Update (6:13 p.m.) — Casey Grove and Tegan Hanlon, Alaska Public Media
Alaska Gov. Mike Dunleavy on Friday announced two new mandates to further limit Alaskans’ movement and travel within the state, as the number of known COVID-19 cases continues to grow, and the first Alaskan died in the state after testing positive for the disease.
“We crossed a line today for Alaska,” the governor said.
One mandate requires Alaskans to stay in their homes and practice social distancing unless they’re essential workers, including employees in health care and government services. Under the mandate, people can go outside, but they must remain six feet or more away from individuals not in their households.
The mandate goes into effect at 5 p.m. Saturday and will be reevaluated in about two weeks, said Adam Crum, Health and Social Services commissioner.
According to an informational document from the state of Alaska about the mandate, law enforcement officials will enforce the new rules.
“Law enforcement officials will be responding to complaints and educating the public when they notice obvious violations that jeopardize the safety of individuals or the community,” it said.
At the news conference, though, Dunleavy described enforcement as Alaskans “self-policing.”
The other new mandate restricts travel between communities in the state, unless that travel is to support critical infrastructure or is for critical personal needs. That mandate goes into effect at 8 a.m. Saturday.
Alaska is up to a total of 85 known COVID-19 cases as of Friday, up 16 cases from the day before. The new cases announced Friday include nine male and seven female patients.
Dunleavy’s new mandates follow calls from doctors, legislators and others that he take further action to limit Alaskan’s movement in an effort to slow the spread of the virus. Many local leaders, including in Anchorage and Juneau, have already issued shelter-in-place or hunker-down orders for their communities.
Across the U.S., about two dozen states have ordered their residents to stay at home, The New York Times reported Friday. In more than a dozen other states without a statewide mandate, cities and counties have issued the order.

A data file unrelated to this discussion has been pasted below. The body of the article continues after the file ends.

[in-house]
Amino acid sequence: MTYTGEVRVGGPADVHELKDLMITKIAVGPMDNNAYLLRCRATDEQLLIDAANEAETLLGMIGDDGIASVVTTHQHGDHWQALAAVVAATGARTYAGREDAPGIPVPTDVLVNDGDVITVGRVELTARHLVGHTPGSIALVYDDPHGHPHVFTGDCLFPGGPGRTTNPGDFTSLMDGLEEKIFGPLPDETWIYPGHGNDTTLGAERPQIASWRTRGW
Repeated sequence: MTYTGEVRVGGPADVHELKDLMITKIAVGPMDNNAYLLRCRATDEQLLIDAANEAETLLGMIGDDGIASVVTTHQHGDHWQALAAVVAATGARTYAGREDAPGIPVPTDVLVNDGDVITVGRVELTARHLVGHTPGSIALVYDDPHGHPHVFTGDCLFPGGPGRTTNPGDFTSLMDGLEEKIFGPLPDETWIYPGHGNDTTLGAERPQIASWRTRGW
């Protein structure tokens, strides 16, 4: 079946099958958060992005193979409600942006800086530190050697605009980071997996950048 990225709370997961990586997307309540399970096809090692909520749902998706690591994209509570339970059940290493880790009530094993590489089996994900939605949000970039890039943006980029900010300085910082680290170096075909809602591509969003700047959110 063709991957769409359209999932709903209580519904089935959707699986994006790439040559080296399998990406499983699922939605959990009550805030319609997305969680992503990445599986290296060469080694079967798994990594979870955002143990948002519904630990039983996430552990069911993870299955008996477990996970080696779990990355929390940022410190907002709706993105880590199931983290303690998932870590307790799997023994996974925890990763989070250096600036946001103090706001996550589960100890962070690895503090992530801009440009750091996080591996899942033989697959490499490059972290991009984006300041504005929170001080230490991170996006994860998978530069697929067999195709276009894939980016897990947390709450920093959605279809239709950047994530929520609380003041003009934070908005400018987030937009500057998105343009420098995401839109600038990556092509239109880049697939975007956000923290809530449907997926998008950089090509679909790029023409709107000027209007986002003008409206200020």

Update (5:24 p.m.) — Casey Grove, Alaska Public Media
The number of COVID-19 cases in Alaska continues to grow. By Friday, the state reported 85 known cases, up from 69 the day before.
In Friday’s news briefing, Gov. Mike Dunleavy confirmed the first in-state death of a patient who had tested positive for COVID-19.
Original story — Rashah McChesney, KTOO
Gov. Mike Dunleavy’s latest COVID-19 press conference is scheduled for 5 p.m. Friday.
The virus is spreading throughout Alaska and the rest of the country. The Associated Press reported Friday that America’s coronavirus infections have surged to 100,000 — making it the first nation to surpass that number.
To date, Alaska has reported 69 cases of people testing positive for the virus. So far, the vast majority of those patients are recovering at home. However, three people have been hospitalized, and the Anchorage Daily News reported the first in-state death due to the virus on Friday.
The governor, Health and Social Services Commissioner Adam Crum, and Chief Medical Officer Dr. Anne Zink have been holding briefings almost daily since March 10.
They’ve shared updates on the number of people in the state with confirmed cases, announced public health mandates, and explained the administration’s strategy and rationale.
To date, they’ve imposed 10 public health mandates that have reshaped daily life across Alaska to combat the spread of the virus. Those mandates and other Alaska-specific COVID-19 resources and information are available at coronavirus.alaska.gov.
On Thursday, they warned that Alaska does not have the medical infrastructure to handle a severe outbreak of coronavirus. Each repeated the warning that Alaskans need to isolate themselves to slow the spread of the virus. But they did not issue a statewide shelter-in-place order, despite growing pressure from emergency room directors and lawmakers. Several communities in the state have already issued versions of shelter-in-place orders.
Dunleavy said the state will discuss travel within Alaska Friday. He also said they’ll talk about the economic response of the virus — though that discussion will be ongoing, Dunleavy said, as details of the state Legislature’s stimulus plan emerges.
The federal government approved a $2.2 trillion rescue package on Friday that President Donald Trump signed shortly after.
The headline for this story has been updated.